http://www.reputable.com/eile/hacks/

Posted: Fri Nov 05, 2004 12:50 am
by jan-jaap
nekonoko wrote:That one's easy if you have an IP12 Indigo (won't work on IP20). From the prom enter "eaddr 00:08:00:69:..." replacing the digits with whatever ethernet address you like. Once it's programmed you can install an IP20 and continue happily along.

http://www.reputable.com/eile/hacks/


I tried it, didn't work. With the R3k board installed, I could setenv eaddr (R4k doesn't allow that), but it would loose the eaddr when powered down and then back up. I guess the backplane or the eeprom chip was dead. Fortunately, I had another one, and now everything is peachy :D

Posted: Fri Nov 05, 2004 7:30 am
by nekonoko
jan-jaap wrote:I tried it, didn't work. With the R3k board installed, I could setenv eaddr (R4k doesn't allow that), but it would loose the eaddr when powered down and then back up. I guess the backplane or the eeprom chip was dead. Fortunately, I had another one, and now everything is peachy :D


I was under the impression that you had to do it from the PROM, not via "setenv" under IRIX ...

Posted: Fri Nov 05, 2004 8:02 am
by jan-jaap
nekonoko wrote:I was under the impression that you had to do it from the PROM, not via "setenv" under IRIX ...


That's what I did -- there was an R4k in it originally, so I didn't attempt to boot it with the R3k CPU board. I did a "setenv eaddr" from PROM, powered off, put the R4k back in -- no joy. Swapped the R3k back in, "setenv eaddr", "printenv" to verify, (it's there), powercycle, and it's gone again. At that point I concluded that the backplane or EEPROM was probably broken, and swapped that for another one. That solved the problem. And since that one had a valid eaddr, I didn't attempt to fiddle with it anymore.

While you can do a "setenv eaddr" in the R3k PROM console, the R4k PROM says something along the lines of "This is a protected variable that you cannot change"

Posted: Fri Nov 05, 2004 8:08 am
by nekonoko
Okay, I haven't actually done this so I can't be certain, but all of the documentation I've seen on the subject doesn't use the "setenv" command at all. They all say to go to the PROM console and directly enter "#eaddr 08:00:...." at the prompt. It might not make a difference, but it's best to leave no stones unturned.

Posted: Mon Nov 08, 2004 12:41 pm
by jan-jaap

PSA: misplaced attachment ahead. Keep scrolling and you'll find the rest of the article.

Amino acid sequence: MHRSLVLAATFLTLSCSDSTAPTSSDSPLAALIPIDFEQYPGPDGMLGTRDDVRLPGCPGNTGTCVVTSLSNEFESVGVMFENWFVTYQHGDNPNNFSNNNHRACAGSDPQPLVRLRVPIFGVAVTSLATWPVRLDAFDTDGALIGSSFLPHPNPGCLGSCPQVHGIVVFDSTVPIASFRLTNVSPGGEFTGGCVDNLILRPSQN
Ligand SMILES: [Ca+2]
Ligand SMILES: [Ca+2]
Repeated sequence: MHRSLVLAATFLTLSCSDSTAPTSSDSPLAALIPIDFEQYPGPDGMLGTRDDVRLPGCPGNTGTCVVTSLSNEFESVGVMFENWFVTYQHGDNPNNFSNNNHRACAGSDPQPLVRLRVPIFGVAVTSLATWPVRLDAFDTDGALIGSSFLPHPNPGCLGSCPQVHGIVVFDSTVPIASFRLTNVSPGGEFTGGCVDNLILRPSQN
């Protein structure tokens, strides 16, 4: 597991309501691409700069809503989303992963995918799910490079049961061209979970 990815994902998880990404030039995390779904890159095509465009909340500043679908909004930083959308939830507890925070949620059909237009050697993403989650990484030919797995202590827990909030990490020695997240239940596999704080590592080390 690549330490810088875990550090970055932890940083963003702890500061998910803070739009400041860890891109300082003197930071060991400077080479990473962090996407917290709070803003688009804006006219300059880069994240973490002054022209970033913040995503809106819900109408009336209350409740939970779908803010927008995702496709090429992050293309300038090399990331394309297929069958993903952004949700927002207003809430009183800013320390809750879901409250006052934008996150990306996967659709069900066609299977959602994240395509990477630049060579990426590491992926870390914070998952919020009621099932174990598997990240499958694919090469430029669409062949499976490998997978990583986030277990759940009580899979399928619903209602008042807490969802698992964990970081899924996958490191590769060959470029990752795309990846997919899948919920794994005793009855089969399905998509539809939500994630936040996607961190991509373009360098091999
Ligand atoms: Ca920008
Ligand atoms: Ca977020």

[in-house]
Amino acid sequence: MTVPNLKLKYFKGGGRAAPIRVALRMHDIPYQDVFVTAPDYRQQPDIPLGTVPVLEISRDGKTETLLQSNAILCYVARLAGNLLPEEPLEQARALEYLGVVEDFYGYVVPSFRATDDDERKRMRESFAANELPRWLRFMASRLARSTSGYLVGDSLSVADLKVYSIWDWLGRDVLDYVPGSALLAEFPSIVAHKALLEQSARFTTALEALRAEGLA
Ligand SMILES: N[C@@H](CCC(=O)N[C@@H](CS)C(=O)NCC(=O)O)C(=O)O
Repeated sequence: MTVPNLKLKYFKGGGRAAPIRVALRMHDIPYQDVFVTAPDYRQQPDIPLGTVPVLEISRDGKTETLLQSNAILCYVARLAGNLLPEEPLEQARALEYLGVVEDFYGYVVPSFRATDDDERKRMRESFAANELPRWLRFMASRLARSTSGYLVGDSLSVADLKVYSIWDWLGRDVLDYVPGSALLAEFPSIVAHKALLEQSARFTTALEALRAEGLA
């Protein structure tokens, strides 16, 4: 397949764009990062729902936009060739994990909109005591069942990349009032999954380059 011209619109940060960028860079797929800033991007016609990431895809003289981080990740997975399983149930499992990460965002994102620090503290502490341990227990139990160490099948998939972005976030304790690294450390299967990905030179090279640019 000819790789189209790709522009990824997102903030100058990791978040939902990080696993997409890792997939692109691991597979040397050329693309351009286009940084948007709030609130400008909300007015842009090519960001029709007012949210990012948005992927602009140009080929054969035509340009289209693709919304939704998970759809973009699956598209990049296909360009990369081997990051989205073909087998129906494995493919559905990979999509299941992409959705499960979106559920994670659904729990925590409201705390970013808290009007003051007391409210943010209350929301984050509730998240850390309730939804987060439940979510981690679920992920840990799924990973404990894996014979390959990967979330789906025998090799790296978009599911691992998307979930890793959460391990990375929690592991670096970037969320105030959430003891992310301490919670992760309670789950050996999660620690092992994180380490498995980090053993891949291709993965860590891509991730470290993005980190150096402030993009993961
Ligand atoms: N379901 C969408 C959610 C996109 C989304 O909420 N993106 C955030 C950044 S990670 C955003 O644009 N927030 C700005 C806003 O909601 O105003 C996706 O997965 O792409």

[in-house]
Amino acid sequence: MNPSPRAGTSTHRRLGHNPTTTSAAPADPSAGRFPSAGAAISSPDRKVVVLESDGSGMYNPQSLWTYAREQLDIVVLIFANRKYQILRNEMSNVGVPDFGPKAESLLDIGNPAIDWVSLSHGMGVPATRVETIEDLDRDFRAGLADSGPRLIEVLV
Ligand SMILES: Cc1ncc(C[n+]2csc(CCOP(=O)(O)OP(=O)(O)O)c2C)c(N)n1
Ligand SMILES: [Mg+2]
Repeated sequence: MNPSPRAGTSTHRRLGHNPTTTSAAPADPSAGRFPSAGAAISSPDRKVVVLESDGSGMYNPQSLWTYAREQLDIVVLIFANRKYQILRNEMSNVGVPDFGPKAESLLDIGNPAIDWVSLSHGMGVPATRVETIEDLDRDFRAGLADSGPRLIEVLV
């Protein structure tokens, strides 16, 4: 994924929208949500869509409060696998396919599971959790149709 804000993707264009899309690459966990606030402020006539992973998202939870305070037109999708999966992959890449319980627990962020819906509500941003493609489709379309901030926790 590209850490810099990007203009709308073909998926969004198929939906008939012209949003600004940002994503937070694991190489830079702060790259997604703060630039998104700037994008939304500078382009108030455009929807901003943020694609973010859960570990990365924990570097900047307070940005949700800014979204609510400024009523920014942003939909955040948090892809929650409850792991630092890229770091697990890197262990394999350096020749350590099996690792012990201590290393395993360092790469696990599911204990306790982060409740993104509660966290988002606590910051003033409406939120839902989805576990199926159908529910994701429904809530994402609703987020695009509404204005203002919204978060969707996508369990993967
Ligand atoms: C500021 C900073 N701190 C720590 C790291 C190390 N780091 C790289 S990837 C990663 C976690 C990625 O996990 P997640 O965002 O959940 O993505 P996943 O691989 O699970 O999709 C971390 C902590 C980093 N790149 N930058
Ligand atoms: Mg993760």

nekonoko wrote:Okay, I haven't actually done this so I can't be certain, but all of the documentation I've seen on the subject doesn't use the "setenv" command at all. They all say to go to the PROM console and directly enter "#eaddr 08:00:...." at the prompt. It might not make a difference, but it's best to leave no stones unturned.


OK, I tried with an IP12 board. The actual command was

Code: Select all

eaddr 08:00:69:....

(without the #)

It seems to keep the MAC over a powerdown / powerup, so I guess it's been recovered! I didn't try with an IP20 anymore, and anyway, this Indigo will (for now) remain without a working CPU board, disk, and has rather scruffy skins. But it's good to know it's not quite dead yet, thanks!

Posted: Sat Nov 27, 2004 11:02 am
by munin
netstat -ian

Re: How do I find the Origin2000 MAC address?

Posted: Fri Sep 29, 2017 1:39 am
by jwhat
Hi Nekochaners,

in process of doing clean IRIX install (must be over network as I have long since got rid of CDs) and using Nekochan as resource to get netbook going.

I am re-finding out problems that have come up before.

So suggest that easiest way to get MAC address is:

1. Go to PROM command

2. Do printenv to see what is available

3. Tezro is not providing MAC address as part of environment variable settings ... so proceed to step 4.

4. So 4 do setenv to set netaddr & net mask

5. Do a ping on your target remote install server

6. Then log into your remote install server and use "arp XXX.XXX.XXX.XXX" to get MAC address.

arp - address resolution protocol is IP protocol to find MAC address given an IP address.

Cheers,

jwhat